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Introduction from Chair - H. Robert Horvitz, PhD
Genes provide the blueprint for how the brain develops and define the components the brain uses to function. New technologies in both experimental biology and computation are making striking advances possible in the understanding of when, where and how genes act and in how gene dysfunction can lead to disease. In this session, each speaker will present a brief “moonshot” vision for how investment today in studies of the genetics of the brain might revolutionize our understanding of the brain and our ability to treat brain disorders.
From Genes to Therapeutics - Eric Lander, PhD
Learning from Mendelian Disorders: Genes and Cognition - Christopher A. Walsh, MD, PhD
How do cognitive abilities map onto genes? How does development produce a brain capable of creativity and our sense of identity? Answers to these questions must lie in genes that regulate the development and function of the human brain. Mutations in key brain genes cause some forms of intellectual disability, epilepsy, cerebral palsy, and autism. Recent examples from animal studies suggest that some genetic brain disorders can be treated even after brain development is seemingly complete.
Confronting Complexity: The Genetics of Schizophrenia - Pamela Sklar, MD, PhD
Understanding the causes of schizophrenia and other serious psychotic diseases such as bipolar disorder poses a series of special challenges. Over the last few years, application of modern genomics technologies to large clinical samples has lead to a series of key findings. Soon, data from genome sequencing will provide valuable information about other types of risks. Together this data will be the building blocks for understanding the overall genetic architecture: the number, frequency, strength of effects, and their interactions of the risk alleles for these disorders. These building blocks coupled with new methods in therapeutics can lead us into a new future for psychiatric disease.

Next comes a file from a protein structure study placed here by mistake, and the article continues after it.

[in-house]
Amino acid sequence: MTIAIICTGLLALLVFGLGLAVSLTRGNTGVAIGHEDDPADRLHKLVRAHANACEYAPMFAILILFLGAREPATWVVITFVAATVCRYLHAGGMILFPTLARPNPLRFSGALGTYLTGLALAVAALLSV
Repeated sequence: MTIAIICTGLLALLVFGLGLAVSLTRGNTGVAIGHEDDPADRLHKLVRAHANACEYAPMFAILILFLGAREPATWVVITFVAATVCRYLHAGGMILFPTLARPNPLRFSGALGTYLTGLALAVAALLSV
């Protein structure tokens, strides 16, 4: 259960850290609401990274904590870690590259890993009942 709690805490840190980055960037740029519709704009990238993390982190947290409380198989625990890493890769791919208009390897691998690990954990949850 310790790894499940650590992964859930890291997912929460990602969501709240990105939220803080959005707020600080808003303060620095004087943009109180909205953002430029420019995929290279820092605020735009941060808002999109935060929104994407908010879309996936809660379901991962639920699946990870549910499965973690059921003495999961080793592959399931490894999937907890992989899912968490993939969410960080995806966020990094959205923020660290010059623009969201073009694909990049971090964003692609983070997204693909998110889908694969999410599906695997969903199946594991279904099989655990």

The Epigenetic Frontier - Catherine Dulac, PhD
The characteristics of epigenetic control, including the potential for long-lasting, stable effects on gene expression that outlive an initial transient signal, could be of singular importance for brain function, which is subject to changes with short- to long-lasting influence on its activity and connectivity. Persistent changes in chromatin structure are thought to contribute to mechanisms of epigenetic inheritance. Recent advances in chromatin biology offer new avenues to investigate regulatory mechanisms underlying long-lasting changes in neurons, with direct implications for the study of brain function, behavior and diseases.
H. Robert Horvitz is a founding member of the McGovern Institute and the David Koch Professor in the Department of Biology, and an investigator at the Howard Hughes Medical Institute. He has been a faculty member at MIT's Department of Biolgy since 1978 and is a member of the National Academy of Sciences. In 2002 he shared the Nobel Prize in Physiology or Medicine for discovering and characterizing the genes controlling cell death in the nematode worm Caenorhabditis elegans.
Eric Lander is Director at the Broad Institute of MIT and Harvard.
Christopher A. Walsh is the Chief in the Division of Genetics at Children's Hospital Boston and Harvard Medical School.
Pamela Sklar is Chief in the Division of Psychiatric Genomics at Mount Sinai School of Medicine.
Catherine Dulac is the Chair of the Department of Molecular and Cellular Biology at Harvard University and the Howard Hughes Medical Institute.
A one-on-one interview with H. Robert Horvitz can be found here.